An American flag hangs in the second-floor lobby of the Reginald F. Lewis Museum of Maryland African American History & Culture, and at some point today, William Thomas Capps Jr. plans to stand under it. It's the same flag Mr. Capps had flown at the U.S. Capitol last fall to honor Barack Obama. The Glen Burnie truck driver was so sure of Mr. Obama's character and his presidential potential that he knew change was coming and wanted to mark the occasion. Now he's sharing his piece of history with all of Maryland.
Mr. Capps' gesture reflects what's been going on across this country, a shift in attitudes and behavior that cleared a path for the son of a single woman from Kansas and a Kenyan father to enter the homes and hearts of so many Americans. With grace and fortitude, Mr. Obama has marched confidently along that path and right into the history books. His election as the first African-American president says more about the state of the nation than the tenor of American politics. Mr. Obama offered us the chance to look past our differences and unite behind a vision of the future that was as relevant to the farmer in Iowa and dot.comer in California as the Michigan autoworker and the New Jersey lawyer.
In supporting the lanky junior senator from Illinois, millions of Americans moved past the rhetoric of them vs us, rich vs poor, rural vs urban and focused instead on teaming up with neighbors, old and new. They took strength and comfort in shared ideals and demanded an America that would deliver on its promise of opportunity for all. Mr. Capps had confidence that Mr. Obama would bring about change. That's why he campaigned for him.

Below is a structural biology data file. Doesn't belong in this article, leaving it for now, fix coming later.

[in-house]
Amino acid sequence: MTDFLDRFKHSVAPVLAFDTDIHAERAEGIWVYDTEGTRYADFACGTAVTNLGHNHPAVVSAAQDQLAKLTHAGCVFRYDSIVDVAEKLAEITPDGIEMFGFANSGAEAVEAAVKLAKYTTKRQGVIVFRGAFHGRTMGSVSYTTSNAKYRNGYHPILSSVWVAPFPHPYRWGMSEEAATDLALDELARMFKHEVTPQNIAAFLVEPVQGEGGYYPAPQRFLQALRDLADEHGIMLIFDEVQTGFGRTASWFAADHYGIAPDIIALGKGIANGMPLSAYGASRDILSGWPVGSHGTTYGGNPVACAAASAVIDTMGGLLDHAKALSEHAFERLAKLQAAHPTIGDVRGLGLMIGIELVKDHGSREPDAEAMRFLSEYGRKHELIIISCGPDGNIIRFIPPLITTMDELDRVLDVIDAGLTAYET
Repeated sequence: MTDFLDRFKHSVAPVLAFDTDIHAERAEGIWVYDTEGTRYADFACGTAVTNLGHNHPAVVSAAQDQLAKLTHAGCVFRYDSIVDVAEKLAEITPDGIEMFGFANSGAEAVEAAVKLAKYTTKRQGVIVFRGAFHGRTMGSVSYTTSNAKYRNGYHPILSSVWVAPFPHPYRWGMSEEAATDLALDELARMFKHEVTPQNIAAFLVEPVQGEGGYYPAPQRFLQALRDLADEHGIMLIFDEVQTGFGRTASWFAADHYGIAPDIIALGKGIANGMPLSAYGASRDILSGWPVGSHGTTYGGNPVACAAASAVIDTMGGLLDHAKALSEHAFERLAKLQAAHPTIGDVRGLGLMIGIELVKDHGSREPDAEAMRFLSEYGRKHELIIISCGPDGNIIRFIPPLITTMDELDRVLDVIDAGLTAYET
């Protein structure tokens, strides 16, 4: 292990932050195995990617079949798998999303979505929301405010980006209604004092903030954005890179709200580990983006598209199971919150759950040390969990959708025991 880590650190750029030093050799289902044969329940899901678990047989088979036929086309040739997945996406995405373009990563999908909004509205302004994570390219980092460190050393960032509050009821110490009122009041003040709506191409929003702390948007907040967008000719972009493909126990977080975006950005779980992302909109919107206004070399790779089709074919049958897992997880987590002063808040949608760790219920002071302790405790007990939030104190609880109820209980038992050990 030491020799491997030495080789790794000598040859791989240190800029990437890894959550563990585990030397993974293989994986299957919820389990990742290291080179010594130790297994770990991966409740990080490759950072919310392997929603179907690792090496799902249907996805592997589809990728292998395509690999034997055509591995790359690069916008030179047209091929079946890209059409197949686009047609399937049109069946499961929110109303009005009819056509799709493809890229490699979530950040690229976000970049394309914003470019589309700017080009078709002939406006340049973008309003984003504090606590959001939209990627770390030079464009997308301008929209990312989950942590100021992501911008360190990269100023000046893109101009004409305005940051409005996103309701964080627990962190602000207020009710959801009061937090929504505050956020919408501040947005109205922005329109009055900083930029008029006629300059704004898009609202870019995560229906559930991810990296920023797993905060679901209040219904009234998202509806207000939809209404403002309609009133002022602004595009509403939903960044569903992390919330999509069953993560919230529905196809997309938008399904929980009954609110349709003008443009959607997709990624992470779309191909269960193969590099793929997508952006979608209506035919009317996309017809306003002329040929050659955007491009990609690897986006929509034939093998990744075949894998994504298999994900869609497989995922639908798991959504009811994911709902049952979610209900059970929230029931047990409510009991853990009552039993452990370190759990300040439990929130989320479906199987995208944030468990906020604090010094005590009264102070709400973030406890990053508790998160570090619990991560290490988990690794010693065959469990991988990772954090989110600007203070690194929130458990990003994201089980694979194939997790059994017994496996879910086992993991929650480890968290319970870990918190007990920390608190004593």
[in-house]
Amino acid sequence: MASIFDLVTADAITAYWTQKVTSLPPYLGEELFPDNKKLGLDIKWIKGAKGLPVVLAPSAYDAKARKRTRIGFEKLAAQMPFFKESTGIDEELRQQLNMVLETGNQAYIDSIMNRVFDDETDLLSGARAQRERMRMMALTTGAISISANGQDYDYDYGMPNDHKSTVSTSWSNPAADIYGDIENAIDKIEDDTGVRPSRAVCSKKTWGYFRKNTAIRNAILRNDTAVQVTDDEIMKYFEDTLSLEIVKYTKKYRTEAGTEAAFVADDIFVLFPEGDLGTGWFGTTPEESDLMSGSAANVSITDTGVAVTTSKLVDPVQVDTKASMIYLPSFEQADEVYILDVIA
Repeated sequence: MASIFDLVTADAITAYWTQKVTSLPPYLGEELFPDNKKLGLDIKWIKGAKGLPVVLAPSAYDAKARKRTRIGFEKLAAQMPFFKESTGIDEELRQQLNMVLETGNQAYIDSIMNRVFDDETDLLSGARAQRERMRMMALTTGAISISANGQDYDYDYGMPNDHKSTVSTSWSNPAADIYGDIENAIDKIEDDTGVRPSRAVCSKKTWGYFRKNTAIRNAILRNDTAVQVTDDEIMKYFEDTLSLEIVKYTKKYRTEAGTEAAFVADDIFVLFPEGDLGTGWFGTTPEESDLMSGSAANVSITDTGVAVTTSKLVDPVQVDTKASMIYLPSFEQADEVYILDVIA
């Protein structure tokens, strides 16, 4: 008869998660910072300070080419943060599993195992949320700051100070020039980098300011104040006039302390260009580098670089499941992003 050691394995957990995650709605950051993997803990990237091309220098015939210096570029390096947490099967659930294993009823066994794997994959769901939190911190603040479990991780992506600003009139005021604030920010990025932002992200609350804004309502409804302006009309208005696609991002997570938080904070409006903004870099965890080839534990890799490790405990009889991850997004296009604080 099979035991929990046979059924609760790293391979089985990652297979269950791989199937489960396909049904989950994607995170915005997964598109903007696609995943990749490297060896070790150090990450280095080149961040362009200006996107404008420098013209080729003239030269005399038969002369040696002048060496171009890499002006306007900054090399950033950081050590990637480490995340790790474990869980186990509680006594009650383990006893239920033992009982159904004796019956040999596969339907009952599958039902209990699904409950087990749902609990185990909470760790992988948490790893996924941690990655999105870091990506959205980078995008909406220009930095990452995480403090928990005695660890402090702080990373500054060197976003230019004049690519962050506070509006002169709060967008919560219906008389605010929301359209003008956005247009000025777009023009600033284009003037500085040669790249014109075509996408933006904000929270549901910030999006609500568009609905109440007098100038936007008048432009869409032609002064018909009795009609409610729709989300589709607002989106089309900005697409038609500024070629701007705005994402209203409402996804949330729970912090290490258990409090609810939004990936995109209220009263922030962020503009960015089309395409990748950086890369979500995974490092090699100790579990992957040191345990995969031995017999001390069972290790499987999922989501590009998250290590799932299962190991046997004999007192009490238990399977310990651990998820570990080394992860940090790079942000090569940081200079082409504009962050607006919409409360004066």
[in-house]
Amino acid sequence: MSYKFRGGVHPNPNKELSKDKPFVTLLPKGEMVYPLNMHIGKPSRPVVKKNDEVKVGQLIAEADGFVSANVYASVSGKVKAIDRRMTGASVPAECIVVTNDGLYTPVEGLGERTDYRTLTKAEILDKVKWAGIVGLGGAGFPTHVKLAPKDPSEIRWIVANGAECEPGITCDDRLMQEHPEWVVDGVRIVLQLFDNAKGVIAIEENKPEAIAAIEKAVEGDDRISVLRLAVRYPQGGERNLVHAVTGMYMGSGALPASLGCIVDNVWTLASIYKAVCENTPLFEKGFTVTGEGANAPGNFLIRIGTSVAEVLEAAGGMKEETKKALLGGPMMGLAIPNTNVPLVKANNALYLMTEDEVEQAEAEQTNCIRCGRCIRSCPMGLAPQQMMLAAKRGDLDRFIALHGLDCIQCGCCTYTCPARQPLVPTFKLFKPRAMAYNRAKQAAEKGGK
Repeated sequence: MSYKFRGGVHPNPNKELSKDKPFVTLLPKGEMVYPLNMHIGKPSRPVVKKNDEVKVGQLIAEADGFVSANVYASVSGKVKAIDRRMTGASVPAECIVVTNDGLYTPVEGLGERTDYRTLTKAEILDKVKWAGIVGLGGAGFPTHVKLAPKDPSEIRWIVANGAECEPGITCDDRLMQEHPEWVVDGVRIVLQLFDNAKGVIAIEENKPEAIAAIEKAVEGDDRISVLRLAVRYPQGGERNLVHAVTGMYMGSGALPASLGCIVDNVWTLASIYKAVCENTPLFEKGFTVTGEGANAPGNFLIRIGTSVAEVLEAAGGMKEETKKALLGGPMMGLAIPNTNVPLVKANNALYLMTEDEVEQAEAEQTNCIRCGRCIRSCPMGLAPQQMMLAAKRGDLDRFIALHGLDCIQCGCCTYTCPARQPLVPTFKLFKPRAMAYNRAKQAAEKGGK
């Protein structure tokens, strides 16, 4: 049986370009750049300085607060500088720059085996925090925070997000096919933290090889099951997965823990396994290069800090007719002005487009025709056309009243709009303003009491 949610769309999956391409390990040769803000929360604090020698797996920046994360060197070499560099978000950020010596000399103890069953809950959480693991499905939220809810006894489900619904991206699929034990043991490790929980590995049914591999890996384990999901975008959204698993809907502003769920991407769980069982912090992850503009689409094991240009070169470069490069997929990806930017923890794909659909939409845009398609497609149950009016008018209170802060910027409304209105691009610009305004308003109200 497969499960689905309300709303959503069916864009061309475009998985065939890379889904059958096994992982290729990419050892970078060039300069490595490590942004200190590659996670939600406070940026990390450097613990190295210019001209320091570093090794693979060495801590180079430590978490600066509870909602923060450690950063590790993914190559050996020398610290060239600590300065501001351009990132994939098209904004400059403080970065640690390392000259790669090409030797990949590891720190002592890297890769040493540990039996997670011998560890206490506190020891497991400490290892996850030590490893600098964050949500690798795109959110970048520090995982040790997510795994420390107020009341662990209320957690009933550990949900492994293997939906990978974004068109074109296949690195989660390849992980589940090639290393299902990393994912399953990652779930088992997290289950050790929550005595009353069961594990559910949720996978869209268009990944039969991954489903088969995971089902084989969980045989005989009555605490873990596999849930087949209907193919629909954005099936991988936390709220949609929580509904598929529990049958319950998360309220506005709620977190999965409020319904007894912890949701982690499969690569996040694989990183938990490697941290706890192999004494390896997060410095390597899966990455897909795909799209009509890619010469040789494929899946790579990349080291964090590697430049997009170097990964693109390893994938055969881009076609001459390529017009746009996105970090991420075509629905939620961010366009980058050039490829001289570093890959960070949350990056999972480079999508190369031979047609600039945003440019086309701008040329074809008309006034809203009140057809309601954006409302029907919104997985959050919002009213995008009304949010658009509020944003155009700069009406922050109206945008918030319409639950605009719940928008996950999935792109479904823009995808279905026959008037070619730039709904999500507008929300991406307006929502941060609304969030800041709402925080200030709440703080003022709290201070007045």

A Democrat-turned-Republican-turned Democrat, he supported the man, not the party, and said he voted for him not because he was black, but because he was the better candidate. Many others have said much the same. Since the election, the 47-year-old veteran and father of four says he feels the country has been reborn.
Despite the worsening economy and reignited wars, Americans have continued to feel inspired and upbeat about Mr. Obama's move to the White House. They are eager for the new beginning to start and proud of what the nation has accomplished in electing Mr. Obama. They expect him to take decisive steps to bring home American troops from Iraq, put people back to work and make their future more secure. But Mr. Obama can't tackle the serious problems facing America, at home and abroad, without the cooperation of Congress.
He is an inspirational figure, but he is only one man.
For Mr. Obama, his toughest challenge may be marshaling the goodwill he now enjoys and putting it to work for the benefit of the country. He will never have as much support and encouragement as he will have on Tuesday when he takes the oath of office. The millions who brought him to this moment and millions more should be ready to answer his call.